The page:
Wednesday, January 18, 2006

PARSHAH IN A NUTSHELL: Week of Week of January 15-21, 2006 (Shemot)


Tevet 18, 5766 * January 18, 2006


TORAH PORTION: Shemot (Exodus 1:1-6:1)

Torah Reading for Week of January 15-21, 2006

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The Children of Israel multiply in Egypt. Threatened by their growing numbers, Pharaoh enslaves them and orders the Hebrew midwives, Shifrah and Puah, to kill all male babies at birth. When they do not comply, he commands his people to cast the Hebrew babies into the Nile.

A child is born to Jocheved, the daughter of Levi, and her husband, Amram, and placed in a basket on the river, while the baby's sister, Miriam, stands watch from afar. Pharaoh's daughter discovers the boy, raises him as her son, and names him Moses.

As a young man, Moses leaves the palace and discovers the hardship of his brethren. He sees an Egyptian beating a Hebrew and kills the Egyptian. The next day he sees two Jews fighting; when he admonishes them, they reveal his deed of the previous day, and Moses is forced to flee to Midian. There he rescues Jethro's daughters, marries one of them - Zipporah - and becomes a shepherd of his father-in-law's flocks.

G-d appears to Moses in a burning bush at the foot of Mount Sinai and instructs him to go to Pharaoh and demand: "Let My people go, so that they may serve Me." Moses' brother, Aaron, is appointed to serve as his spokesman. In Egypt, Moses and Aaron assemble the elders of Israel to tell them that the time of their redemption has come. The people believe; but Pharaoh refuses to let them go, and even intensifies the suffering of Israel.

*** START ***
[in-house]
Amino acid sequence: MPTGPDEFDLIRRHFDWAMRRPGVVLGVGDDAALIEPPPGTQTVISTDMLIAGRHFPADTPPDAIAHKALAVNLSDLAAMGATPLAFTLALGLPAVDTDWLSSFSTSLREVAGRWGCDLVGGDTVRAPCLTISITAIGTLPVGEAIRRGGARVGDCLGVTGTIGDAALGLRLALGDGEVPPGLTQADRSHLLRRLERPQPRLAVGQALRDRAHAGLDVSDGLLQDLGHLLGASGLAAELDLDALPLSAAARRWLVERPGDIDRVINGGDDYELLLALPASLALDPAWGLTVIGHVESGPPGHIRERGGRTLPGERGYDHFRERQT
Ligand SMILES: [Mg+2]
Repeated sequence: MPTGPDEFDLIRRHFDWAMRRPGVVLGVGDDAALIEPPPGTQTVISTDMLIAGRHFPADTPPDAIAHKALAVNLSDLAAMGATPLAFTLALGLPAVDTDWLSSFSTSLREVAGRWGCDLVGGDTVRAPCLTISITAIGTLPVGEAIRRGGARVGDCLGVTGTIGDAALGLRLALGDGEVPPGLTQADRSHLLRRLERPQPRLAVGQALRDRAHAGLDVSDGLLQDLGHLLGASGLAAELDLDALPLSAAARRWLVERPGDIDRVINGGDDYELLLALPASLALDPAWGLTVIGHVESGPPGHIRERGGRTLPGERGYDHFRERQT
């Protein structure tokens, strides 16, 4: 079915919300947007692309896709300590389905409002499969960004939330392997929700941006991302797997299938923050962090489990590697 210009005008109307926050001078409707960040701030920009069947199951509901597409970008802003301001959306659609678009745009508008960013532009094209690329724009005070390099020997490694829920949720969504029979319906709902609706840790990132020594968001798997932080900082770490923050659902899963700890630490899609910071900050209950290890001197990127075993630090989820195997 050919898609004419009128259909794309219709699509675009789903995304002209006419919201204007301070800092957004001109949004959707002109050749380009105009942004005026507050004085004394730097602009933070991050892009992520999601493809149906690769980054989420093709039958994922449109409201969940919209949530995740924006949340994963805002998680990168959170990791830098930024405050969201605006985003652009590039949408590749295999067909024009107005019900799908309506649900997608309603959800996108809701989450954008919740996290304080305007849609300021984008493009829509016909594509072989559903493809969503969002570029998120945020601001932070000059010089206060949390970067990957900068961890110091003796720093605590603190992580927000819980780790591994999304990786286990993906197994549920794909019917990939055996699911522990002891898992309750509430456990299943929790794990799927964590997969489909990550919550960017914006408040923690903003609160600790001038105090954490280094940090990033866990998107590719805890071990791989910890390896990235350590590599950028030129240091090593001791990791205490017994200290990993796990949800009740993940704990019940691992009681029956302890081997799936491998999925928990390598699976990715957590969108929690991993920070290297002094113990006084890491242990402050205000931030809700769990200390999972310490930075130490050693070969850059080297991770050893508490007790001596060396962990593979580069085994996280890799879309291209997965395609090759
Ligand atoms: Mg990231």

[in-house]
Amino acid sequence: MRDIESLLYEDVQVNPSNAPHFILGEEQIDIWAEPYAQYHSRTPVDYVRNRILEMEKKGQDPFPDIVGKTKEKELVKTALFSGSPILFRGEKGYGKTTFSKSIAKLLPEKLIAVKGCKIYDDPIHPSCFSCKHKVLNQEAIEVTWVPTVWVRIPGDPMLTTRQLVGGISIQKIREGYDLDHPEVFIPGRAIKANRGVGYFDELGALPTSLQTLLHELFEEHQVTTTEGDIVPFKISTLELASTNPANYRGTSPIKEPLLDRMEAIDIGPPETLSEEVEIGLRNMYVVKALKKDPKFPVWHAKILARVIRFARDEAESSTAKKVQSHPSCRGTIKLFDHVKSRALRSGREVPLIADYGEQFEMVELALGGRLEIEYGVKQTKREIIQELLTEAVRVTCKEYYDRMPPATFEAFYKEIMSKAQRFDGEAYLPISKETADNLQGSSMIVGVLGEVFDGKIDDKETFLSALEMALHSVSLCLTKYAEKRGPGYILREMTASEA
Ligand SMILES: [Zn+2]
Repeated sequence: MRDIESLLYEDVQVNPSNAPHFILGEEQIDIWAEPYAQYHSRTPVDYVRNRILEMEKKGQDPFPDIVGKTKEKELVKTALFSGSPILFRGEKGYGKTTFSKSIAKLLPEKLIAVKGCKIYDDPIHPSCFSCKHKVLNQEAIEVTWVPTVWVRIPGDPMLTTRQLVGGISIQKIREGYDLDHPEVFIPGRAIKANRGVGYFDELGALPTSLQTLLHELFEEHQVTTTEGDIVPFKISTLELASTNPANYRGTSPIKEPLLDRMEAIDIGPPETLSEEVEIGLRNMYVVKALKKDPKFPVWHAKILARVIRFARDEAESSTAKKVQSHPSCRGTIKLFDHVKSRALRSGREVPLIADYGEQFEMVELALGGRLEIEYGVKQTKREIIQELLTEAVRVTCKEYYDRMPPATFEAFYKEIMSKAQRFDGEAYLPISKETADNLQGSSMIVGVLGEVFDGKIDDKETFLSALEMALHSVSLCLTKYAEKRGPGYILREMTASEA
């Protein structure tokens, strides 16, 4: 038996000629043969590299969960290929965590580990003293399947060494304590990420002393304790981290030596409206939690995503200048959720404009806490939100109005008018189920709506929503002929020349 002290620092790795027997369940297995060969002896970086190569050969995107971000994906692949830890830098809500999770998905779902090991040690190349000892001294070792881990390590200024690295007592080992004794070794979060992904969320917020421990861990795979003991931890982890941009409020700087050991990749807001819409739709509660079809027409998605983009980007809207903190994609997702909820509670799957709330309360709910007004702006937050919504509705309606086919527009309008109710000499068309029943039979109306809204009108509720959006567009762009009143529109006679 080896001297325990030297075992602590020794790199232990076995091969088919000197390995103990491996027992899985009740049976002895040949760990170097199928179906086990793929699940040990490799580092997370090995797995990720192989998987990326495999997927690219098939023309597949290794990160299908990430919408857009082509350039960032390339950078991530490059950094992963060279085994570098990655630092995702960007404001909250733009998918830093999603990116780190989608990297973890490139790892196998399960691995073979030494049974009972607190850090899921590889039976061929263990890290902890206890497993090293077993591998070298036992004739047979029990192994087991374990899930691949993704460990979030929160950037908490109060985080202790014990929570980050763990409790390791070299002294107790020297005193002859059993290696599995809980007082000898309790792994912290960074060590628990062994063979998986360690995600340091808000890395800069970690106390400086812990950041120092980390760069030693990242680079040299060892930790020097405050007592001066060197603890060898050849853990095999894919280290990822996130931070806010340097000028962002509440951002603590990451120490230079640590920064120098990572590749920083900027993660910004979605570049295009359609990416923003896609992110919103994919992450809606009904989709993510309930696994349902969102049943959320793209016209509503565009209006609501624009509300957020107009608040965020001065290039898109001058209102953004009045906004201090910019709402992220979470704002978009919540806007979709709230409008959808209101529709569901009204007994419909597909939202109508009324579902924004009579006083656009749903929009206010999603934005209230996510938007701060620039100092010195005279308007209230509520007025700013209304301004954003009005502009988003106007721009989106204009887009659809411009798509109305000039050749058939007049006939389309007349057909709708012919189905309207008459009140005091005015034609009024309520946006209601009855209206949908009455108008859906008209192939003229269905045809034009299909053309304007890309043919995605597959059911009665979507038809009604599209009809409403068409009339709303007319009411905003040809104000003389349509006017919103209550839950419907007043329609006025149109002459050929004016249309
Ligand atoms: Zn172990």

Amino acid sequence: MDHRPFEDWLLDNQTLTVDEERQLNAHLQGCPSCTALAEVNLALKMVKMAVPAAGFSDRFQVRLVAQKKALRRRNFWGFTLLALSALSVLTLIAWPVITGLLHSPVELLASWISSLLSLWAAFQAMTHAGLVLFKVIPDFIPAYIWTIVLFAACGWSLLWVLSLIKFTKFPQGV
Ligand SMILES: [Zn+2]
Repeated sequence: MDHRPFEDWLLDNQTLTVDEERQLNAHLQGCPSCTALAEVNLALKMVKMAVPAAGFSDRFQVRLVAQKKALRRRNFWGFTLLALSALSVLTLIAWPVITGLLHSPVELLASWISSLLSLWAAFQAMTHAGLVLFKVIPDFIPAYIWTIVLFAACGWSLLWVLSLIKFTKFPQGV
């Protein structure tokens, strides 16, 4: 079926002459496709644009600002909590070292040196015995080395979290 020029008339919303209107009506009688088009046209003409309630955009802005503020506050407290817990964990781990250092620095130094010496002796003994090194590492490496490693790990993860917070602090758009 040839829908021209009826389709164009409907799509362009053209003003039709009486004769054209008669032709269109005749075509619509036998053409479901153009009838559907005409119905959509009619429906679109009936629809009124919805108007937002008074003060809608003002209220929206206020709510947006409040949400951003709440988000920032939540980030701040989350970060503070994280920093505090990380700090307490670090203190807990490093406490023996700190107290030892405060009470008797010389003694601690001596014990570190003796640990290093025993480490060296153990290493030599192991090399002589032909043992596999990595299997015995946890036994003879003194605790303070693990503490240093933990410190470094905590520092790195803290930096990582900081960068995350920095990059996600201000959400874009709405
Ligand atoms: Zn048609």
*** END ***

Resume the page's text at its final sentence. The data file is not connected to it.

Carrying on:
Moses returns to G-d to protest: "Why have You done evil to this people?" G-d promises that the redemption is close at hand.

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- Pharaoh's daughter... saw the box among the rushes; and she sent her maid ("ammatah") and fetched it (Exodus 2:5)

Another interpretation of this verse renders the Hebrew word ammatah as "her arm" rather than "her maid." Ammatah also means "arm lengths." This is to teach us that "her arm was extended for many arm-lengths" (to enable her to reach the basket). (Talmud; Rashi)

If Moses' basket lay beyond her reach, why did Pharaoh's daughter extend her arm? Could she possibly have anticipated the miracle that her hand would be "extended for many arm-lengths"? There is a profound lesson here. Often, we are confronted with a situation that is beyond our capacity to rectify. Someone or something is crying out for our help, but the matter is simply beyond our reach. So we resign ourselves to inactivity, reasoning that the little we can do won't change anything anyway.

But Pharaoh's daughter heard a child's cry and extended her arm. An unbridgeable distance lay between her and the basket containing the weeping infant, making her action seem utterly pointless. But because she did the maximum of which she was capable, she achieved the impossible. Because she extended her arm, G-d extended its reach, enabling her to save a life and raise the greatest human being ever to walk the face of the earth. (The Lubavitcher Rebbe)


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